The three of us, Roger, Lionel and myself, along with Ari the out-of-work cantor and Lionel’s home-help Mr. Hi, sat one day and listened to over nine hours of his grandfather’s recordings, with Lionel providing deep commentary along the way. Lionel discussed his vision for the release—detailing the content he wanted covered in the liner notes, the look of the design, and the steps we could take to ensure that stores would think twice about selling them on the Sabbath. (San Francisco’s Aquarius Records in a letter assured him they would honor this request.) He spoke about releasing a plain packaged version for the Orthodox and an ornate version for the general public, although he did not understand who in the general public would care. He saw these recordings as beacons of light for a dark time.
Listening to these recordings energized his bony bundle of flesh; we ended our day by dancing around his apartment, clapping and singing to one of the more spirited numbers whose chorus rhythmically chanted “LAMO LAMO LAMO.” Lionel declared the day a celebration of music that sparked the spiritual core, and decided to emphasize the moment by grabbing some HAPPY BIRTHDAY hats that he had lying amid his massive collection of black fedoras, throwing one on himself and giving the rest to us to wear. A sweet, unexpected ending to a day of listening to cantorial recordings!
The dichotomy of Lionel’s religious convictions and his infusion [integration?—Ed.] of his past bohemian lifestyle gave him a unique language. I think that is what made his fantastic world so understandable and vibrant to me. He walked a line of reality and fantasy as only a true mystic would, and more often than not stayed on that line for the entire conversation. He experimented with the ideas and substances of the world, thrived on going deep into the abyss of Jewish thought, and was lighthearted enough to laugh at himself after making a particularly strange yet appealing statement.
About a half a year ago Lionel took me into his bedroom, removed a few hundred-plus-year-old bibles from his desk, and handed me what was underneath them: his grandfather’s recordings. He also gave me an amulet that would light up if brought to temple on Yom Kippur. And he gave me a homework assignment: to listen closely to the recordings and curate an hour’s worth of selections that best showed off what his grandfather represented.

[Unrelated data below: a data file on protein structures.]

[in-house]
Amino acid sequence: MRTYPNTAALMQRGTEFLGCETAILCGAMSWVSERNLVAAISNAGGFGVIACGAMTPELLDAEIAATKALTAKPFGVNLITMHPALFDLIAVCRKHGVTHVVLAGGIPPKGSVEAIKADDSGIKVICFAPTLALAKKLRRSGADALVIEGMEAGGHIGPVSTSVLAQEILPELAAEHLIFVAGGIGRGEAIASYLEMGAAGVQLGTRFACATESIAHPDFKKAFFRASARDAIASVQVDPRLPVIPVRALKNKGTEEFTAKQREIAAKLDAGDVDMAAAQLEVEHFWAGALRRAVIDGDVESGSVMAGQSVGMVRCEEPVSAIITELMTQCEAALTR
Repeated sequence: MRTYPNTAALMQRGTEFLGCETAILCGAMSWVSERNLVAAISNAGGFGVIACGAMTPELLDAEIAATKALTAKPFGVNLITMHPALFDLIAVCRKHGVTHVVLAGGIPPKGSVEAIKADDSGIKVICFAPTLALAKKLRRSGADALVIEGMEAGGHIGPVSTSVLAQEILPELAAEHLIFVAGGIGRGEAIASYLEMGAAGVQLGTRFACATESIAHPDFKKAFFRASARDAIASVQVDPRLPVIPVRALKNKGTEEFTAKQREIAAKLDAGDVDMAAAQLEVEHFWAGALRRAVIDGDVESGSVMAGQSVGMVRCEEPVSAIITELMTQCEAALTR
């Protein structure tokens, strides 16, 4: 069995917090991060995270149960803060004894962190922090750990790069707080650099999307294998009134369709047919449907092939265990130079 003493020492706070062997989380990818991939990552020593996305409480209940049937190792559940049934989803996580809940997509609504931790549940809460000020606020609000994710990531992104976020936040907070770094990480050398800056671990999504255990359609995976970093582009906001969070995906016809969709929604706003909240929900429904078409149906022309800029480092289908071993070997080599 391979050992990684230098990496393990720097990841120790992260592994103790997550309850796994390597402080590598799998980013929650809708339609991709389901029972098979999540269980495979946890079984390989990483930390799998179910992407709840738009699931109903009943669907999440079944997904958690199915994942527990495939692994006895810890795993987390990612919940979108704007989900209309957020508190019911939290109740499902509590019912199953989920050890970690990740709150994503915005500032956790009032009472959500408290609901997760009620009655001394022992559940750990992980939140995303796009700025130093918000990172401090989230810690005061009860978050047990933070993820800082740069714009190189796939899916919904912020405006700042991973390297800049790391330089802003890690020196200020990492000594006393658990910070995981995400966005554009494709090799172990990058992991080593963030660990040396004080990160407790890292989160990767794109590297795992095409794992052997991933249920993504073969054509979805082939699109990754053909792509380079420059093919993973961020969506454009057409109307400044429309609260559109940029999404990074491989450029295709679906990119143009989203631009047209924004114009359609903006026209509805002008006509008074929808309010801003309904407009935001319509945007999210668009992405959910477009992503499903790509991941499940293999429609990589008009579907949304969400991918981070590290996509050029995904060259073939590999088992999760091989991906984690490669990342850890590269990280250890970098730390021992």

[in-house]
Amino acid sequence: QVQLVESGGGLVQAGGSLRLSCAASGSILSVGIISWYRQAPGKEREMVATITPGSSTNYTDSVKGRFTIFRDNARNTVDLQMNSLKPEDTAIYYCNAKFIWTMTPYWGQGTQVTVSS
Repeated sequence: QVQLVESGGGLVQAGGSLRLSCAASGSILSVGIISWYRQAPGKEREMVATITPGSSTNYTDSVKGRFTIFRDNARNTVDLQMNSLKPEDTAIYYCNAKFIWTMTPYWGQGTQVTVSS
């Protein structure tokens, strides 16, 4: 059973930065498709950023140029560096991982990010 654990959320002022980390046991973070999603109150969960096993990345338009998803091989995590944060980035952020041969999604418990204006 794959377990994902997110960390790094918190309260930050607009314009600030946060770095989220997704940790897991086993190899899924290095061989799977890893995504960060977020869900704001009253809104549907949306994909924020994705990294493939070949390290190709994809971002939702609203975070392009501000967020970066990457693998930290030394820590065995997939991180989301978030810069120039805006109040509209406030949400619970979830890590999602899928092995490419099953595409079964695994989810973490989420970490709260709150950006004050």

A daunting task.
It took me over three months of careful listening to compile the hour’s worth of material, and with shaky hands I ventured back to New York and to Lionel’s apartment for another listening session.
As was the custom with Lionel, he began the visit skeptically, slapping his hand on his armchair, saying and uttering a few morsels of genuine concern. But as we listened to the CD, and went from the first track to the second and then into the third, his expression lit up, and he relaxed. He complimented me on my hard but successful work. He held out his hand and said that he could see that these recordings had changed me for the good: my face looked different.
That was the last time I saw Lionel.
A few months later, I got the word that he was in the hospital not breathing on his own; he always had trouble with his breath since I had met him. Being 3,000 miles away and feeling helpless, I reacted by collecting and reading all of the Lionel Ziprin-penned works I could find, which included an amazing box set of poetry, and a record that Lionel was pushed to release in the early ’90s. To have his works in one place is to understand the true artistry of Lionel Ziprin, but to listen to him speak about the same subjects is to understand his true uniqueness.
As he writes in the poem Sentential Metaphrastic, 1965-1971:
“Existence inhibits, but does not inhibit me.
I am like a flame leaping from the side of one’s head.
Nothing inside is hidden.”
With his passing I have lost more than a friend. I have lost a bridge that connected the physical world I live in with a unique metaphysical world I had just learned existed. Lionel was the translator of the Orthodox, a teacher of mystical thought and intention and a wonderful person to have a long conversation with. I will miss him.
MORE ON LIONEL ZIPRIN FROM THE ARTHUR ARCHIVES: